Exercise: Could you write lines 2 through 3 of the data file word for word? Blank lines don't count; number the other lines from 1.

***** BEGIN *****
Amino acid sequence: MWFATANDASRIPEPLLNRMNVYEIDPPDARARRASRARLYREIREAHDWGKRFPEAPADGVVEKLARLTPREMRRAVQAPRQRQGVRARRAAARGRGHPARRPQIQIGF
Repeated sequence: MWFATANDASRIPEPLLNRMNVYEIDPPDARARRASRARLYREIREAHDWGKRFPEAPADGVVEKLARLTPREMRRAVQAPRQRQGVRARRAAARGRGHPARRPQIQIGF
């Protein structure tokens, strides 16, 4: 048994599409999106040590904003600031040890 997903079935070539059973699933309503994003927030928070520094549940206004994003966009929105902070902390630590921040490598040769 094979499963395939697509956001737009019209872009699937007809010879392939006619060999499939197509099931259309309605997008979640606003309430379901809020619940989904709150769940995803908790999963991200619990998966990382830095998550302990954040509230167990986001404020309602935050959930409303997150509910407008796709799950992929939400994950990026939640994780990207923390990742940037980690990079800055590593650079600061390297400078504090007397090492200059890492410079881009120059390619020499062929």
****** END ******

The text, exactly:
Repeated sequence: MWFATANDASRIPEPLLNRMNVYEIDPPDARARRASRARLYREIREAHDWGKRFPEAPADGVVEKLARLTPREMRRAVQAPRQRQGVRARRAAARGRGHPARRPQIQIGF
């Protein structure tokens, strides 16, 4: 048994599409999106040590904003600031040890 997903079935070539059973699933309503994003927030928070520094549940206004994003966009929105902070902390630590921040490598040769 094979499963395939697509956001737009019209872009699937007809010879392939006619060999499939197509099931259309309605997008979640606003309430379901809020619940989904709150769940995803908790999963991200619990998966990382830095998550302990954040509230167990986001404020309602935050959930409303997150509910407008796709799950992929939400994950990026939640994780990207923390990742940037980690990079800055590593650079600061390297400078504090007397090492200059890492410079881009120059390619020499062929």